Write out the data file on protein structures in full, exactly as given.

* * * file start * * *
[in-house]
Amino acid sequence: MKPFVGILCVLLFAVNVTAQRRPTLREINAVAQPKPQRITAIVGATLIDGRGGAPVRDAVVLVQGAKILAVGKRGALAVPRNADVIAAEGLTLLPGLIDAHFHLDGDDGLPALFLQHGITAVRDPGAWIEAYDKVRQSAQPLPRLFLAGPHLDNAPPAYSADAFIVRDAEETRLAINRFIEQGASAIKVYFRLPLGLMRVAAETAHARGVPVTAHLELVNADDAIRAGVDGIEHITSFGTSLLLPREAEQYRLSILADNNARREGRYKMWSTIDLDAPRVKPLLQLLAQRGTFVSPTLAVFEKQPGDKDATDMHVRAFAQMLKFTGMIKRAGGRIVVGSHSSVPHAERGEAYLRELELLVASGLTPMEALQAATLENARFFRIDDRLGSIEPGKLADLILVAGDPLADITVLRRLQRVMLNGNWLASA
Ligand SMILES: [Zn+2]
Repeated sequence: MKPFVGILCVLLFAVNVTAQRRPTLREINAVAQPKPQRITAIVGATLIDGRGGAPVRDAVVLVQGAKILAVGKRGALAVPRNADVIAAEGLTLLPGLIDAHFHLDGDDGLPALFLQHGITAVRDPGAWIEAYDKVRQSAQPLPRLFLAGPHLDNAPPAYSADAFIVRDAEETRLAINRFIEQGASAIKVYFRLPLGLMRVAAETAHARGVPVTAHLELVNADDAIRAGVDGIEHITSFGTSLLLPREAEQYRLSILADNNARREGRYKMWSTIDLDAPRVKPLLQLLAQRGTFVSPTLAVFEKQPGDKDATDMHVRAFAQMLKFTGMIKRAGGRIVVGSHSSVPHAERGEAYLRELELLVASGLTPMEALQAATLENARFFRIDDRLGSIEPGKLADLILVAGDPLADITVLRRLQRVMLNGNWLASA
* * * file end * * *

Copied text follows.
[in-house]
Amino acid sequence: MKPFVGILCVLLFAVNVTAQRRPTLREINAVAQPKPQRITAIVGATLIDGRGGAPVRDAVVLVQGAKILAVGKRGALAVPRNADVIAAEGLTLLPGLIDAHFHLDGDDGLPALFLQHGITAVRDPGAWIEAYDKVRQSAQPLPRLFLAGPHLDNAPPAYSADAFIVRDAEETRLAINRFIEQGASAIKVYFRLPLGLMRVAAETAHARGVPVTAHLELVNADDAIRAGVDGIEHITSFGTSLLLPREAEQYRLSILADNNARREGRYKMWSTIDLDAPRVKPLLQLLAQRGTFVSPTLAVFEKQPGDKDATDMHVRAFAQMLKFTGMIKRAGGRIVVGSHSSVPHAERGEAYLRELELLVASGLTPMEALQAATLENARFFRIDDRLGSIEPGKLADLILVAGDPLADITVLRRLQRVMLNGNWLASA
Ligand SMILES: [Zn+2]
Repeated sequence: MKPFVGILCVLLFAVNVTAQRRPTLREINAVAQPKPQRITAIVGATLIDGRGGAPVRDAVVLVQGAKILAVGKRGALAVPRNADVIAAEGLTLLPGLIDAHFHLDGDDGLPALFLQHGITAVRDPGAWIEAYDKVRQSAQPLPRLFLAGPHLDNAPPAYSADAFIVRDAEETRLAINRFIEQGASAIKVYFRLPLGLMRVAAETAHARGVPVTAHLELVNADDAIRAGVDGIEHITSFGTSLLLPREAEQYRLSILADNNARREGRYKMWSTIDLDAPRVKPLLQLLAQRGTFVSPTLAVFEKQPGDKDATDMHVRAFAQMLKFTGMIKRAGGRIVVGSHSSVPHAERGEAYLRELELLVASGLTPMEALQAATLENARFFRIDDRLGSIEPGKLADLILVAGDPLADITVLRRLQRVMLNGNWLASA